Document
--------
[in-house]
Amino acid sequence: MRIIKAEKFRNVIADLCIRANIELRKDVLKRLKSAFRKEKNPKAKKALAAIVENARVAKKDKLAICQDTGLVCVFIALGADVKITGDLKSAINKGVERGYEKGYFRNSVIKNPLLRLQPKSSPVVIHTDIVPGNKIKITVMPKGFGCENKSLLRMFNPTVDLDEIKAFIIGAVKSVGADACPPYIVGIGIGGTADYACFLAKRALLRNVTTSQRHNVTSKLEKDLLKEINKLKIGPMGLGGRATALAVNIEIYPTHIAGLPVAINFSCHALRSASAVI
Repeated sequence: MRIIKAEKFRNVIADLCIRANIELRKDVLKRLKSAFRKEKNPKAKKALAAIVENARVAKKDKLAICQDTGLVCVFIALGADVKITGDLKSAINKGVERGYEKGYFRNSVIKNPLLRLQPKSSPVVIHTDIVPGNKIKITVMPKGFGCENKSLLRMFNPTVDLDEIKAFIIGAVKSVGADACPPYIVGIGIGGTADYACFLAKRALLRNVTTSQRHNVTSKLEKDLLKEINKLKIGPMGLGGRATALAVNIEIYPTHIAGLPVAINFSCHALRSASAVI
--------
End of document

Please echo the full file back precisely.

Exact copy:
[in-house]
Amino acid sequence: MRIIKAEKFRNVIADLCIRANIELRKDVLKRLKSAFRKEKNPKAKKALAAIVENARVAKKDKLAICQDTGLVCVFIALGADVKITGDLKSAINKGVERGYEKGYFRNSVIKNPLLRLQPKSSPVVIHTDIVPGNKIKITVMPKGFGCENKSLLRMFNPTVDLDEIKAFIIGAVKSVGADACPPYIVGIGIGGTADYACFLAKRALLRNVTTSQRHNVTSKLEKDLLKEINKLKIGPMGLGGRATALAVNIEIYPTHIAGLPVAINFSCHALRSASAVI
Repeated sequence: MRIIKAEKFRNVIADLCIRANIELRKDVLKRLKSAFRKEKNPKAKKALAAIVENARVAKKDKLAICQDTGLVCVFIALGADVKITGDLKSAINKGVERGYEKGYFRNSVIKNPLLRLQPKSSPVVIHTDIVPGNKIKITVMPKGFGCENKSLLRMFNPTVDLDEIKAFIIGAVKSVGADACPPYIVGIGIGGTADYACFLAKRALLRNVTTSQRHNVTSKLEKDLLKEINKLKIGPMGLGGRATALAVNIEIYPTHIAGLPVAINFSCHALRSASAVI